Friday, May 9, 2014

"Between a Rock and a Hard Place" by Hiram McDaniels

“I think I want to go home,” I muttered.


“I changed my mind! I want to go home!”

It was a little late to have a change of heart now, with only open air separating me from a long drop into the blue below. From this height it would be like hitting concrete.

My sweaty fingers were wedged into a crevasse in the rock face. I squinted up at Dan, once my climbing instructor, now a dark smudge edging out the light. He was so far away. A wave of vertigo surged up through my ribs and I nearly lost my grip.

He rappelled down to meet me. “You’re nearly there,” he tried to encourage me, checking the line connecting my harness to his, but all I could hear was my heartbeat thundering inside my skull as I tried not to look down. What ever had convinced me to scale this cliff? Mankind was meant to keep its feet on solid, flat earth. It was pure hubris to climb above one’s station. I would be struck down and fall to Earth for daring to get so close to the sun.

“You’re not going to fall,” Dan said, and I realized I had said that last bit out loud. He gave a long-suffering sigh, easily clambering sideways and up again, hardly looking at the rock as his chalked hands and feet expertly found each gap. I, on the other hand, was quaking in place. Any movement could be the one that sent me tumbling to my fate.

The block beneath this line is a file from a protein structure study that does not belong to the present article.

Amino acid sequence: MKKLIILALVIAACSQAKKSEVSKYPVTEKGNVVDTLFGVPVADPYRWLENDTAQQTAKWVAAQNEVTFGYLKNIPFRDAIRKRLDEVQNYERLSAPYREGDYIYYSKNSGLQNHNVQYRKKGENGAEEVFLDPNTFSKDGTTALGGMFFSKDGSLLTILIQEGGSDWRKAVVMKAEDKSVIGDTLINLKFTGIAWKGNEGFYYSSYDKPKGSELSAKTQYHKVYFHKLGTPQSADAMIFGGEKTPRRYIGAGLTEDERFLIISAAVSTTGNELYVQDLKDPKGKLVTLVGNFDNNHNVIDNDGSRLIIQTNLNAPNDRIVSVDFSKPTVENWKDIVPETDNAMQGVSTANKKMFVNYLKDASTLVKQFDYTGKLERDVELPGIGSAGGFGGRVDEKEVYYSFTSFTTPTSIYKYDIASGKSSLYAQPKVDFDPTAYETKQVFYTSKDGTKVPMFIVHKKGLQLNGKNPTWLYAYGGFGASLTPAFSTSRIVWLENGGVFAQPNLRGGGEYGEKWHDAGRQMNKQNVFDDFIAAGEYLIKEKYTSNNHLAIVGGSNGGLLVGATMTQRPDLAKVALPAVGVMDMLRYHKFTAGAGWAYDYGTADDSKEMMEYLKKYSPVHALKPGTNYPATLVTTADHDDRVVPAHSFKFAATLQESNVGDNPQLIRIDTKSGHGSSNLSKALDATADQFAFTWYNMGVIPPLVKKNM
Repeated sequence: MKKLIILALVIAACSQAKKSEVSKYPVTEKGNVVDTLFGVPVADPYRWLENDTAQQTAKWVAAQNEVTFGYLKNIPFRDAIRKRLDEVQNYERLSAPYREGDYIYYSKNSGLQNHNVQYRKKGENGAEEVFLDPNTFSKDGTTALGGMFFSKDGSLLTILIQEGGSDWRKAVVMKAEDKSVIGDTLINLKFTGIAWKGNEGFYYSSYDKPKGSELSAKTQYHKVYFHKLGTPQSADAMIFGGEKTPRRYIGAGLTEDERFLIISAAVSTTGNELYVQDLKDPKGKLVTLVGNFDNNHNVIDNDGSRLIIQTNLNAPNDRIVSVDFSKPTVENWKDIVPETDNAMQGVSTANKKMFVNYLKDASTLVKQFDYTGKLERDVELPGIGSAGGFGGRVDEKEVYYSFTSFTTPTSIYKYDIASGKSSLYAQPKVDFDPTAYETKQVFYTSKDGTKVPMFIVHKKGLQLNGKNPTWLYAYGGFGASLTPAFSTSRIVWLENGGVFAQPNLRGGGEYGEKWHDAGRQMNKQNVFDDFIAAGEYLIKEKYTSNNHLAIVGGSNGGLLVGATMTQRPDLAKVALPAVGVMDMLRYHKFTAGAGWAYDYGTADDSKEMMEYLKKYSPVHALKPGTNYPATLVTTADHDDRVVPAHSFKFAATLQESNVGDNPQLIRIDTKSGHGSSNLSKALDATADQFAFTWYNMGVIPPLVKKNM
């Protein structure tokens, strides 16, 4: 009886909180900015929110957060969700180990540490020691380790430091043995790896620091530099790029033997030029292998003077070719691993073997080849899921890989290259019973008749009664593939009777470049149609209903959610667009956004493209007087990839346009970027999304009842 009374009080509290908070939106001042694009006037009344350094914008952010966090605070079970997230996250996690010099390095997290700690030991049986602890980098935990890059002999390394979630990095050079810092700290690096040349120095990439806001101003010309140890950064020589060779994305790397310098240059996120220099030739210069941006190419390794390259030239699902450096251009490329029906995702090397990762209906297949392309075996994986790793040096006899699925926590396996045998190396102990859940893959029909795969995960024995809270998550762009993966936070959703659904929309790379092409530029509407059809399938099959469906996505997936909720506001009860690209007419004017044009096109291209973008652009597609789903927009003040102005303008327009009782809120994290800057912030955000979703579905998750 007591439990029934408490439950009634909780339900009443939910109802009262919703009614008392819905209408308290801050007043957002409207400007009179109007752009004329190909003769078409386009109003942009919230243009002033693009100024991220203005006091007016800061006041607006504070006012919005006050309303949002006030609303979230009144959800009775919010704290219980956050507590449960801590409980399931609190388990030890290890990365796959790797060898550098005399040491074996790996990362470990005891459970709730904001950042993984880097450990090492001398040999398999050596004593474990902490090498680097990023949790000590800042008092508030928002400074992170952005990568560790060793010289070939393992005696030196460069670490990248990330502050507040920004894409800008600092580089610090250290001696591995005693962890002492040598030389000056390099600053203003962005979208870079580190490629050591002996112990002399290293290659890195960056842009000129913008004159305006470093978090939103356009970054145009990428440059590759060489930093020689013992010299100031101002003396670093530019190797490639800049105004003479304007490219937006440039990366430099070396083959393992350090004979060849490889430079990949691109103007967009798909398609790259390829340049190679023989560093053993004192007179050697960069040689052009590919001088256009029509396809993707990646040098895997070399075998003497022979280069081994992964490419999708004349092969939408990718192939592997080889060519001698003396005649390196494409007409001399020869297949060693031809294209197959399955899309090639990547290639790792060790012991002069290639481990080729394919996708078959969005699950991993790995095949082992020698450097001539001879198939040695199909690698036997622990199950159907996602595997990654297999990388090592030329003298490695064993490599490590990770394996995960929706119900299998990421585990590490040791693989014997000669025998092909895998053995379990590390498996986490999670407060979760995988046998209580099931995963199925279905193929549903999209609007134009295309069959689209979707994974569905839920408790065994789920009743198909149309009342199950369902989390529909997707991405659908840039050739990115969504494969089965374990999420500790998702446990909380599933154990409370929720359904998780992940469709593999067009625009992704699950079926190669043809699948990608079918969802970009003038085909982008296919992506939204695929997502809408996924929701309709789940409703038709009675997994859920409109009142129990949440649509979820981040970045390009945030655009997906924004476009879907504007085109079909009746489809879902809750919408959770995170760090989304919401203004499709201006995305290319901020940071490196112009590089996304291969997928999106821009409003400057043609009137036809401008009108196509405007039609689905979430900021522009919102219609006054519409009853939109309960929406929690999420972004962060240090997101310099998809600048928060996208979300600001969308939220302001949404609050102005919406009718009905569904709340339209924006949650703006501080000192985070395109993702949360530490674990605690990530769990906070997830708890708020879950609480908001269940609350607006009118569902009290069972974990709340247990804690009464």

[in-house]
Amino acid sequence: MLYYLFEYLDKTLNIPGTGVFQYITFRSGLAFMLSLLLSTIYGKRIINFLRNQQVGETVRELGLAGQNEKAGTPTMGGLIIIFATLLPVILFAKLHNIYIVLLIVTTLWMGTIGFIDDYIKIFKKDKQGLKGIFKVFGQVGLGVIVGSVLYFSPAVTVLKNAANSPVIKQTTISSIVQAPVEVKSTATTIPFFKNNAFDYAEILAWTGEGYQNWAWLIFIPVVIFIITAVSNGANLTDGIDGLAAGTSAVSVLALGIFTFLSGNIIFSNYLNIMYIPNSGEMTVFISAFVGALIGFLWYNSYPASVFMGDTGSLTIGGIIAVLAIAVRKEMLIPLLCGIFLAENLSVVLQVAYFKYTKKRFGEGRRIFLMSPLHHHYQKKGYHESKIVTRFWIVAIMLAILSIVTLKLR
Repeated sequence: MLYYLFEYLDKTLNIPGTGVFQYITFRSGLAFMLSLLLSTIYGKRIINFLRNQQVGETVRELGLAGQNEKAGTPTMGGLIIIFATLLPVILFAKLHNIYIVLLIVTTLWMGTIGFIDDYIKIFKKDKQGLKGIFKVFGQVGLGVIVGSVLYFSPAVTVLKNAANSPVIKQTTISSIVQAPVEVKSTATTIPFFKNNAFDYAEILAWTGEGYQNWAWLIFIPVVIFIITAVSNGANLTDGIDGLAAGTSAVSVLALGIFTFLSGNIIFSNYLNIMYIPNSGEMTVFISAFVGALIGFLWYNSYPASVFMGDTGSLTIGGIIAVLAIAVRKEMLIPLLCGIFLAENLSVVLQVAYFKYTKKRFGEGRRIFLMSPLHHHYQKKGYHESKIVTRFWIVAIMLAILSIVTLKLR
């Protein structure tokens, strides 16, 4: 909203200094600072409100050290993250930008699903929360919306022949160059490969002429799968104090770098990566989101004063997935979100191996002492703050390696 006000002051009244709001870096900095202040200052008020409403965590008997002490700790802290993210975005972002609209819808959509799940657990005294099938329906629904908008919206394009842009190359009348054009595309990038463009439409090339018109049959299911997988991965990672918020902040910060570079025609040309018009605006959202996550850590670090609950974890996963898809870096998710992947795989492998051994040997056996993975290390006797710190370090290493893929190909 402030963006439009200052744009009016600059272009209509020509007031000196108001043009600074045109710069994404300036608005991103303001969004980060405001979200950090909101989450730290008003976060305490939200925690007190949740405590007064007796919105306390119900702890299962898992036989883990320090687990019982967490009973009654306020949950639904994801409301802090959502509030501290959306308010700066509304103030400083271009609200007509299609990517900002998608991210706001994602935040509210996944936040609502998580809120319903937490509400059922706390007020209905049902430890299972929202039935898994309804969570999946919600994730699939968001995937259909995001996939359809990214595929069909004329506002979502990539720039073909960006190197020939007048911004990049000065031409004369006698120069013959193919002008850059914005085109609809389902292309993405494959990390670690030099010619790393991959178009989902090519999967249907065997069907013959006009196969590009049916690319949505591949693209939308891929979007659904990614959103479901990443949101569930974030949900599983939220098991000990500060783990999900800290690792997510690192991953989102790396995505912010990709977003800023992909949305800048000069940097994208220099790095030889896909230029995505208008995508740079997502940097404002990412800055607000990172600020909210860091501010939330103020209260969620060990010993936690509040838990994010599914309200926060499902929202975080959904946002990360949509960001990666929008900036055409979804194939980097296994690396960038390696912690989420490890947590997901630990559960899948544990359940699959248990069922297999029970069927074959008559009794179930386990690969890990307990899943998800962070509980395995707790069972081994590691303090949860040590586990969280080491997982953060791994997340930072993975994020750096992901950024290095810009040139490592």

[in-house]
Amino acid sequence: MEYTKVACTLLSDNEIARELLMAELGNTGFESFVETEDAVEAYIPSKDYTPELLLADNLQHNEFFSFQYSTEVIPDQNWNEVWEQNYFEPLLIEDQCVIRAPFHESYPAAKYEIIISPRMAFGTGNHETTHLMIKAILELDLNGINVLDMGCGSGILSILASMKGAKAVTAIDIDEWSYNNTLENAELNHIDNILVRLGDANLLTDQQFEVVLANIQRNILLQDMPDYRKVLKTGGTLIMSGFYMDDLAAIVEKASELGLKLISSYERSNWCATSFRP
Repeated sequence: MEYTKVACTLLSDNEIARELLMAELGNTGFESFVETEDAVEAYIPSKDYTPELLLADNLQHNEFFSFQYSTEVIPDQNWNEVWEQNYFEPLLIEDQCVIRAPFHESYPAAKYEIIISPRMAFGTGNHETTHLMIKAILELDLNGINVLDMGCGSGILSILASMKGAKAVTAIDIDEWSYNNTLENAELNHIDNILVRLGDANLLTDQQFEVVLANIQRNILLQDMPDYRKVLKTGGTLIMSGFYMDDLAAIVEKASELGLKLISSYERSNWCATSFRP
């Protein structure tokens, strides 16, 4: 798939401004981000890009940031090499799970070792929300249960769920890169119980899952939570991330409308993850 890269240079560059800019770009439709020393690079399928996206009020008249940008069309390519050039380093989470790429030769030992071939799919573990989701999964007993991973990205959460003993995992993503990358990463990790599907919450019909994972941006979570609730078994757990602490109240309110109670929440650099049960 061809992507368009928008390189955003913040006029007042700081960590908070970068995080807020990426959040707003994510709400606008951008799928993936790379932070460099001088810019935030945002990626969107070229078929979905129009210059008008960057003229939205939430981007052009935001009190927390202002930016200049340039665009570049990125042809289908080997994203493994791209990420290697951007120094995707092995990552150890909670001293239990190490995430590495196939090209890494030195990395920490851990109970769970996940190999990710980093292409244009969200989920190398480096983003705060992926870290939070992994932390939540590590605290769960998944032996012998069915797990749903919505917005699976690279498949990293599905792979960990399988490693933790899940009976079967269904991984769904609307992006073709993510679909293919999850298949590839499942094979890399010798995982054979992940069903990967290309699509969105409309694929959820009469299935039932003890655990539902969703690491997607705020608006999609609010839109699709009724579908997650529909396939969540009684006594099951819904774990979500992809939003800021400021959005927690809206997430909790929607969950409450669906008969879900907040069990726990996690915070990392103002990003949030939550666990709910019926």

Finally I could hold on no longer. A bead of sweat dripped from my temple and I instinctively moved my hand to wipe my forehead; too late, I reached back for the rock face and met nothing. There was a half-second where I dangled, suspended over the abyss. Then came free-fall, the ground rushing up to meet me, air whipping my hair back from my face, the horrifying swooping in my gut that told me this was it, this was where it would end--

The line went taut and the breath was punched from me as I came to a halt. The harness had caught me, inches from death, the tips of my shoes brushing across the bottom. I felt a profound appreciation for the tenacity of life.

Then Don was back at my side, descending swiftly with the whirring of the harness mechanisms at his beck and call. He landed firmly on the blue mat and unclipped me.

“Maybe indoor rock climbing isn’t for you,” Don said dryly.

“I think I’d like to take up golf,” I breathed, and tried to keep my legs from crumpling.

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